The first gay weddings could take place in Norwegian state churches in two years.
The Church of Norway’s twelve bishops Friday (30 October) unanimously voted to adopt new rules that would allow gay couples to marry in religious wedding ceremonies.
‘I am extremely satisfied that we succeeded in coming together over this measure,’ Helga Haugland Byfuglien, head of the bishop’s conference, told NTB news agency.
The proposal still needs to be approved by the synod – church’s governing body – which meets in April, and pastors would have the right to refuse to marry gay couples.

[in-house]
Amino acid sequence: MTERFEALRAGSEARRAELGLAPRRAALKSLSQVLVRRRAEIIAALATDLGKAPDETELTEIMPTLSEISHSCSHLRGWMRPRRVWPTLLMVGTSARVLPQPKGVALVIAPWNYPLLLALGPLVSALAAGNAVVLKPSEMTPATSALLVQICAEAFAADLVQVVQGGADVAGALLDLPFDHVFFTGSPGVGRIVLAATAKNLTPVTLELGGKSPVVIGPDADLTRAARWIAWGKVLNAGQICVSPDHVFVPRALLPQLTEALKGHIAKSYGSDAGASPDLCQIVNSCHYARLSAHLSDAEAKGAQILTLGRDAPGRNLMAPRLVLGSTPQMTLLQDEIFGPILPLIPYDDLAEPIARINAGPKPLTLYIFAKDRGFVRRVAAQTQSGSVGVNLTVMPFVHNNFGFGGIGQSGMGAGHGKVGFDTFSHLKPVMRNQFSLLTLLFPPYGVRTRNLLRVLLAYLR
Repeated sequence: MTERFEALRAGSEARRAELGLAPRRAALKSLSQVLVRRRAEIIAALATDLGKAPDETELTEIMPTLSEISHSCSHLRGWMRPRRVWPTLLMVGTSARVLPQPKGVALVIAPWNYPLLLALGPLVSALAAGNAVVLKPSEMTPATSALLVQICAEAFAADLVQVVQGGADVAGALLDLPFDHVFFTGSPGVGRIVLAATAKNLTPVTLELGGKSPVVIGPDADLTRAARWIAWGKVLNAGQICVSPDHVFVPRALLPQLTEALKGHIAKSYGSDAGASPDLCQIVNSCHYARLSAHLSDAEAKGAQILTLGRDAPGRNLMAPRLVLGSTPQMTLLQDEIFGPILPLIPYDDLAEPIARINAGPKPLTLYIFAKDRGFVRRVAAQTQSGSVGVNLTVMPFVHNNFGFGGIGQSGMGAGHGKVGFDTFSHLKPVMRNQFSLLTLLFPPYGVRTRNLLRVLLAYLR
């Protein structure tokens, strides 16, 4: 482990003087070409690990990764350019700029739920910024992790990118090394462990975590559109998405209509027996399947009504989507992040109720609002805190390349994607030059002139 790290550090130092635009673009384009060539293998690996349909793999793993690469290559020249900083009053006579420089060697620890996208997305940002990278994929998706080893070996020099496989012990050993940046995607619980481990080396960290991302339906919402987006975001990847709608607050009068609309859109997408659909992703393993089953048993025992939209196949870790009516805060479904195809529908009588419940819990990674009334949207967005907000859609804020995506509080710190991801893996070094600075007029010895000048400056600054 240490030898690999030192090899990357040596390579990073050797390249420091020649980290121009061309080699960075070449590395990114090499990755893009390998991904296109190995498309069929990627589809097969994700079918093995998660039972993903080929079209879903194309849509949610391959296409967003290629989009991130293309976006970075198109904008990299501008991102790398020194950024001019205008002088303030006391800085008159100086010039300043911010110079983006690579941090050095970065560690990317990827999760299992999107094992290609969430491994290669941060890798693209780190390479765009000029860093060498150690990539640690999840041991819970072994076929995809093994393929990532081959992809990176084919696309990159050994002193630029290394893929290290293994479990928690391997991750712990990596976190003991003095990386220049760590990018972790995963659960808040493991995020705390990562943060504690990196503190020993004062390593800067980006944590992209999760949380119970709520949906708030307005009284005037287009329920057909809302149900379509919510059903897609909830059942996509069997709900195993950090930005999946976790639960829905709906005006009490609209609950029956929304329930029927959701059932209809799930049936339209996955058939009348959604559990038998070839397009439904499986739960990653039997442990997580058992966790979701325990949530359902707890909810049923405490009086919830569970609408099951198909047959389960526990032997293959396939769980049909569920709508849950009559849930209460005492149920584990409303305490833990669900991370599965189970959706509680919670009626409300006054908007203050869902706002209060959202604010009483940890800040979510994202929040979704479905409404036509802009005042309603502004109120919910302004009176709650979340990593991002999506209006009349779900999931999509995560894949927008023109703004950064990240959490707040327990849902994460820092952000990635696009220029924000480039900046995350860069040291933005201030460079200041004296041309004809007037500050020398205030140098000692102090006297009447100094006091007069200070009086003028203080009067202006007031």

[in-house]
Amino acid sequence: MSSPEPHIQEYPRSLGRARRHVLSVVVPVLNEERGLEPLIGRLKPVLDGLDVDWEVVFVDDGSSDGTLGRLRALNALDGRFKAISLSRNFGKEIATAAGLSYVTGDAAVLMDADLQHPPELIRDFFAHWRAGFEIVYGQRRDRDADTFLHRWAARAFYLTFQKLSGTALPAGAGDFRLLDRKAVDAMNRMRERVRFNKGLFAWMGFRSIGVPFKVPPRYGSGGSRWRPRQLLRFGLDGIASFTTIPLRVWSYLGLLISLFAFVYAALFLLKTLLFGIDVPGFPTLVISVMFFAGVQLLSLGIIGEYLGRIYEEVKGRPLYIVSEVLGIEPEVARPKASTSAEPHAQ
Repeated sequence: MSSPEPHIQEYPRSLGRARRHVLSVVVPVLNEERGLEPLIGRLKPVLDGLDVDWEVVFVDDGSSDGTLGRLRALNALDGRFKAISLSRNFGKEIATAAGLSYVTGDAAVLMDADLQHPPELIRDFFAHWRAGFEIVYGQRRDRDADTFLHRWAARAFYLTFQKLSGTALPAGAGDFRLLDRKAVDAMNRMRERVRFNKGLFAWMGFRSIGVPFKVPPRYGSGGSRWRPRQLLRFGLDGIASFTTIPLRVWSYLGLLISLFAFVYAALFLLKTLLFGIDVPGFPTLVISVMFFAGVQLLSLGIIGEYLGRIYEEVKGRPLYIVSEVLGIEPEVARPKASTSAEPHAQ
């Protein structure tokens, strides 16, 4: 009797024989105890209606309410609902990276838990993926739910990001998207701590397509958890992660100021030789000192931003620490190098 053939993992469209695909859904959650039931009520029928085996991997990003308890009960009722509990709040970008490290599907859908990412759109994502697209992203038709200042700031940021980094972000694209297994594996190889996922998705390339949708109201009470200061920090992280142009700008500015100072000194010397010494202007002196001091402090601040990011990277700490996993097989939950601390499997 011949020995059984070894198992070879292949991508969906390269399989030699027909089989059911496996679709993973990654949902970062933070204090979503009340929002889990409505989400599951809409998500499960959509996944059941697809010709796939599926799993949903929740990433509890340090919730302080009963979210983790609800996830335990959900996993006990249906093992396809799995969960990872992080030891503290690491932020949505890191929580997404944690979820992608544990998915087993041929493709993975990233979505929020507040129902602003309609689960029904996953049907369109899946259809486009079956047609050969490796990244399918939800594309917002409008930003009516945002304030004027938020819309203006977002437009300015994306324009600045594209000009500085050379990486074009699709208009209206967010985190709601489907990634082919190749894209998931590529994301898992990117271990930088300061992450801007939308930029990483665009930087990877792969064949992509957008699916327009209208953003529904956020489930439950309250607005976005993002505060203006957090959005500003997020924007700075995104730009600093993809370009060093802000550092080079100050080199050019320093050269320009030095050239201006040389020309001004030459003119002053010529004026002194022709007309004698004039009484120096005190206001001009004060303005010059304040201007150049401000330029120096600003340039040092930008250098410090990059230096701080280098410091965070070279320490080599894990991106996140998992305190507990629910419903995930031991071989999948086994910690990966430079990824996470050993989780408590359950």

Nevertheless, the move has been hailed as a ‘historic breakthrough.’
‘This is a historic breakthrough that all the bishops recommend a church marriage on an equal basis,’ Norwegian theologian Sturla Stalsett told public broadcaster NRK.
Last year’s synod rejected a similar proposal. But it is expected to pass in 2016 as the last church elections ushered in more liberal leadership. A liturgy will then be prepared.
Norway legalized gay marriage in 2008, but it was left to the church to develop a liturgy, which it had refused to do.